Week 1: Simple decluttering habits to boost clarity and productivity

Ah, clutter.

When the number of tabs open on *multiple* browser windows – that you’re “saving for later” – are causing the computer to freeze (guilty!), or when dishes on the counter start to grow micro-colonies of their own (hello college days). When Christmas decorations become much less festive and it’s hard to think through all the thoughts because pen hasn’t committed to paper – it’s time.

I used to do “angry cleans” when I’d hit my clutter limit. Periods of mad vacuuming, frantic wiping and chucking of random objects into unlabeled boxes – to assume some semblance of order. Anybody been there? Not fun, especially for loved ones who know better than to get in the way of my quest for sanitary catharsis 🙈  #fulldisclosure

It’s gotten so much better over the last 10 years thanks to a patient husband, the minimalism movement and the wise advice of simplicity advocates like Dr. Kim John Payne (he writes about parenting but can totally be applied to everyday life) and Marie Kondo (who I’ve not read, but heard great things about).

I – and my loved ones – have now come to realize that a clean house/desk/environment/computer correlates directly with my overall level of well-being and presence of mind, which in turn fuels creativity and generosity. And so I learned to value simple clutter-free environments because I understand now how it benefits my heart and mind.

Now, cleaning is not so much a spontaneous chore motivated by frustration, but something that I look forward to – as I put each item in its proper place, I feel the fog lifting, my mind clearing, and ideas starting to flow.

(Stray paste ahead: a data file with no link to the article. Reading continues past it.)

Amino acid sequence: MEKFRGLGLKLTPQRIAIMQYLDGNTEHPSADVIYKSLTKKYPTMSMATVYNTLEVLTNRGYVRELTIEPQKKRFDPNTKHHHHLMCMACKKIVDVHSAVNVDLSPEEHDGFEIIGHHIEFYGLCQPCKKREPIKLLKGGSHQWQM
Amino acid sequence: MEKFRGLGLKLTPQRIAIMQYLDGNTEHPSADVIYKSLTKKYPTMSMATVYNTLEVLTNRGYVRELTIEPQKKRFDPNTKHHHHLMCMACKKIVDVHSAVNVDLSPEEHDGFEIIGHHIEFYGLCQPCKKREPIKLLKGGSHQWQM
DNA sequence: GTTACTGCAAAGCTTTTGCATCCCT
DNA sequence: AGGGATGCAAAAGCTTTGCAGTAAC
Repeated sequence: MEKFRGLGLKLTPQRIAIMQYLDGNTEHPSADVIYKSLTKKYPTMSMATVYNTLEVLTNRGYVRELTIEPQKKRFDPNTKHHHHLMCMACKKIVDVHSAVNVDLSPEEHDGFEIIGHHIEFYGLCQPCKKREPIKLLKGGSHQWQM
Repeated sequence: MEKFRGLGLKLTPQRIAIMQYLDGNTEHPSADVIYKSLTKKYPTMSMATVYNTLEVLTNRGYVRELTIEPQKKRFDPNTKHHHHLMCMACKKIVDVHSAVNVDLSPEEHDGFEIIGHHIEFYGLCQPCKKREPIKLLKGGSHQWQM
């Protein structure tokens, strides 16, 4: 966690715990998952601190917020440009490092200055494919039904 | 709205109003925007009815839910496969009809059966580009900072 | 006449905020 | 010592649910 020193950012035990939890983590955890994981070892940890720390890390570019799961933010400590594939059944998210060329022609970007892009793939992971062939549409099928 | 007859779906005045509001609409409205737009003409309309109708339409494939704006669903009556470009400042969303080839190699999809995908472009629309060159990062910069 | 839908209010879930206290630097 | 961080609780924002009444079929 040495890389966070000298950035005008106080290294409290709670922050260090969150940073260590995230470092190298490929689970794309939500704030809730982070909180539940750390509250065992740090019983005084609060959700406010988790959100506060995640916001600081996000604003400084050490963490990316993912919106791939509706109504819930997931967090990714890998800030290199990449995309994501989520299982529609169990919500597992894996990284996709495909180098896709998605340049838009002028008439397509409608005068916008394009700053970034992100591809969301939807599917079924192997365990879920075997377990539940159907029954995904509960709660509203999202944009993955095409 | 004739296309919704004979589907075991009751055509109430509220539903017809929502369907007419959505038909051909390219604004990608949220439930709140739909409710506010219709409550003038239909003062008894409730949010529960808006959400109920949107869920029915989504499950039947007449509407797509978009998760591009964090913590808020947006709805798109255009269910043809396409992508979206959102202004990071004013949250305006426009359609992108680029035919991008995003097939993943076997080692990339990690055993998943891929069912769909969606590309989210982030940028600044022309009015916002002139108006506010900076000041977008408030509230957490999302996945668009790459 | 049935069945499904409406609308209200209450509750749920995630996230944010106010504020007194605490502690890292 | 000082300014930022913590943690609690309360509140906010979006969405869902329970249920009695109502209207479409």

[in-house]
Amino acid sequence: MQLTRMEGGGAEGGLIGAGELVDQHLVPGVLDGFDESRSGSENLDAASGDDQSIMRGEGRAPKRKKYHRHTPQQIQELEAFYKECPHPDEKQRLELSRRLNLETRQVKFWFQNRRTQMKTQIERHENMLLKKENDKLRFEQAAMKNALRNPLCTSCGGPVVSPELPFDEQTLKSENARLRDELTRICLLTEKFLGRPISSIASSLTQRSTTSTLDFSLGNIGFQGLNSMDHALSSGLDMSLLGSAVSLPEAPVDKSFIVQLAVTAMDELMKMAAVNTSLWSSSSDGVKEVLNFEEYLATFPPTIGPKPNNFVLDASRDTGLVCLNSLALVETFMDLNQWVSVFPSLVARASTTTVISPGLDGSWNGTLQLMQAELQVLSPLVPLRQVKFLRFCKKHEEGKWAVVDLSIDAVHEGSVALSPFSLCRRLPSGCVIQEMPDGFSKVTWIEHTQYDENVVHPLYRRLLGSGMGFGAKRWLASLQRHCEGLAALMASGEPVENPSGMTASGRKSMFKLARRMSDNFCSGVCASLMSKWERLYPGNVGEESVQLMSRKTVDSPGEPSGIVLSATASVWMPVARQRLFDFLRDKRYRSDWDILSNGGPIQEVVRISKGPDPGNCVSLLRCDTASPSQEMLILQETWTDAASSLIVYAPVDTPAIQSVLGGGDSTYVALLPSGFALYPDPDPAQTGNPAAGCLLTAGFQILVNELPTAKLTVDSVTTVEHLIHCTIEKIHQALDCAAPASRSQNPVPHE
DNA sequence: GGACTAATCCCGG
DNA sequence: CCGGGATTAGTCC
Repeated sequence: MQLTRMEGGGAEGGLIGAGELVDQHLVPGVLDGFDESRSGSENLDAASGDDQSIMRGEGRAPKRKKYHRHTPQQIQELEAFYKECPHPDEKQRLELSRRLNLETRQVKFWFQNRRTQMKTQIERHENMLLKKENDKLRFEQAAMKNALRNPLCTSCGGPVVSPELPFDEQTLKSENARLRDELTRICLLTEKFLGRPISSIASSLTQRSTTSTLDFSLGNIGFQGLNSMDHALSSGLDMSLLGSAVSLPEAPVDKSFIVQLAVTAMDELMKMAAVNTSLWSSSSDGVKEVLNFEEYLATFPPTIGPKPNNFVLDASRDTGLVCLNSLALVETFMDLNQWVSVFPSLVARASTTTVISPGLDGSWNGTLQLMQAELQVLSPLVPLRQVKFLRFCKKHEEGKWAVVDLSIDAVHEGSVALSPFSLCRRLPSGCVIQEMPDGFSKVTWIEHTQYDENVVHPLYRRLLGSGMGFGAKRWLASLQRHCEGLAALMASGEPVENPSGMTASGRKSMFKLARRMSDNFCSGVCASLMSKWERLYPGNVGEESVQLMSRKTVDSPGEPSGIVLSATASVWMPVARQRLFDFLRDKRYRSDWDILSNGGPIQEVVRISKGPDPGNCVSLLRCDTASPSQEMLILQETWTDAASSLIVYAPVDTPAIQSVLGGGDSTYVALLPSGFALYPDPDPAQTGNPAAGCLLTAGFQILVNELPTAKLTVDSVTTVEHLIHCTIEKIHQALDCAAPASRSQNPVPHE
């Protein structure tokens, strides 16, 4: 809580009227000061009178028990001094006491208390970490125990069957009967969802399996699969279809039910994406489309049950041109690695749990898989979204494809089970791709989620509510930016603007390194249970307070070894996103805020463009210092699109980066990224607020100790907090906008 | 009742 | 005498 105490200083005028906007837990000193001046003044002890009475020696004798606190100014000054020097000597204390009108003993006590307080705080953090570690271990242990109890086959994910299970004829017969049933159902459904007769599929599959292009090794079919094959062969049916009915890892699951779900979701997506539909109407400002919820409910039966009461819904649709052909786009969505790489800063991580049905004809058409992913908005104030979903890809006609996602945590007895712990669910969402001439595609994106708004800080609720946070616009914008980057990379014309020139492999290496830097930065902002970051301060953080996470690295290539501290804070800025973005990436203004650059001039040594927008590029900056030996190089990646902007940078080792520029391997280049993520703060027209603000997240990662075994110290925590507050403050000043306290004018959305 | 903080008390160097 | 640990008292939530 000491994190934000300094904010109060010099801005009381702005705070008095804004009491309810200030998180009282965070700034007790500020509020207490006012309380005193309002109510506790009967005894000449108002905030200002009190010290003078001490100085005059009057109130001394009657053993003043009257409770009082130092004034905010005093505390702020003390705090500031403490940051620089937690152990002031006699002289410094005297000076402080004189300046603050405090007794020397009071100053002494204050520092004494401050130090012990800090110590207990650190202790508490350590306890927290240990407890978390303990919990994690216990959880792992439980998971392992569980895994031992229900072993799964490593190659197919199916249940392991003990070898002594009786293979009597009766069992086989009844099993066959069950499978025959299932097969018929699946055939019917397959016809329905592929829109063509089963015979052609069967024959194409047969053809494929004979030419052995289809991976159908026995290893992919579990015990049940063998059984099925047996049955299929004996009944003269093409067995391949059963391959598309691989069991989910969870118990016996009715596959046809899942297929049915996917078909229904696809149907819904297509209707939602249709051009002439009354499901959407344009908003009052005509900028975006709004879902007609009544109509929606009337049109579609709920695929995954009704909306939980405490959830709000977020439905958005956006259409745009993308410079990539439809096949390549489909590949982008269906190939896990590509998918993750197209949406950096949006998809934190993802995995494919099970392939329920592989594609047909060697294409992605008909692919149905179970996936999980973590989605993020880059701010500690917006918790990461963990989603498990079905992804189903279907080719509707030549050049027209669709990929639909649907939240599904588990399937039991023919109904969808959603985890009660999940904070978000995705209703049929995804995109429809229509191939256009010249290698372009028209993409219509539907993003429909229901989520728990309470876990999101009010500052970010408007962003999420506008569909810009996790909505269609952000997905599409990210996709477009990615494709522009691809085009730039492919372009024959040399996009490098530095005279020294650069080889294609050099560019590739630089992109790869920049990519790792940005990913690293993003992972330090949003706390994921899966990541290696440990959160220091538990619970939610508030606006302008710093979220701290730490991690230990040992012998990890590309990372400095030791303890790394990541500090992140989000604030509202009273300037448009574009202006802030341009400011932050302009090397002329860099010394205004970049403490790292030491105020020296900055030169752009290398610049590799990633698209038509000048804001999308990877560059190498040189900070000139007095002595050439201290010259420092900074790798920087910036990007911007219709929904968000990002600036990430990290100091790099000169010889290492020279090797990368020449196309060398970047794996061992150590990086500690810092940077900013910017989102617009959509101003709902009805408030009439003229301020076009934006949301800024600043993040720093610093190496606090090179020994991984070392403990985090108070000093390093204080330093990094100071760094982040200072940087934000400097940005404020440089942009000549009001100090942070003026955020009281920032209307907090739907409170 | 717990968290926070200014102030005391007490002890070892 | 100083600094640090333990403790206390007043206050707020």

Here are two easy-to-implement ways I set the physical stage for creative work:

The two minute rule

If I spy something out of place, such as a dangerously random piece of Lego on the floor or food left out on the kitchen counter (the perils/benefits of working from home) which takes me less than 2 minutes to tidy, I’ll do it. It’s easier than procrastinating and if I integrate it into what I’m already doing, like walking over to the kitchen for more tea, it becomes a habit instead of a chore.

The 15 minute burst

Because I work from home, one of the best ways I implement this in my environment is to do a quick 15 minute scan of my surroundings after the kids are in bed, which mostly consists of tidying up, putting things away and clearing the counters/tables in the area. If it can’t be done within 15 minutes, I’ll save it for later when I have the time. It’s always nice to start the day with a clean space. But like anything else, this can become an obsession, so I’m very conscious not to prioritize tidying up over client work or spending time with family.

I’ll be the first one to admit that it’s not always going to be 100% sparkling clean, and that’s okay. And there have been times where the clutter seems almost insurmountable and all I’d rather do is immerse myself in the rabbit trails of YouTube. But, friends – persistence is key. Coming back to these simple, physical actionables have never failed to refocus my energies and create a space for productive work.

If you give these tips a try, tell me about it in the comments below, or shoot me a quick email – I’d love to hear about your experiments in jump-starting your year!

Stay tuned for part 2 for tips on preventing virtual clutter – yes, it’s a thing! #firstworldproblems

Till then,


This is part 1 of 4 in the January Jumpstart series.

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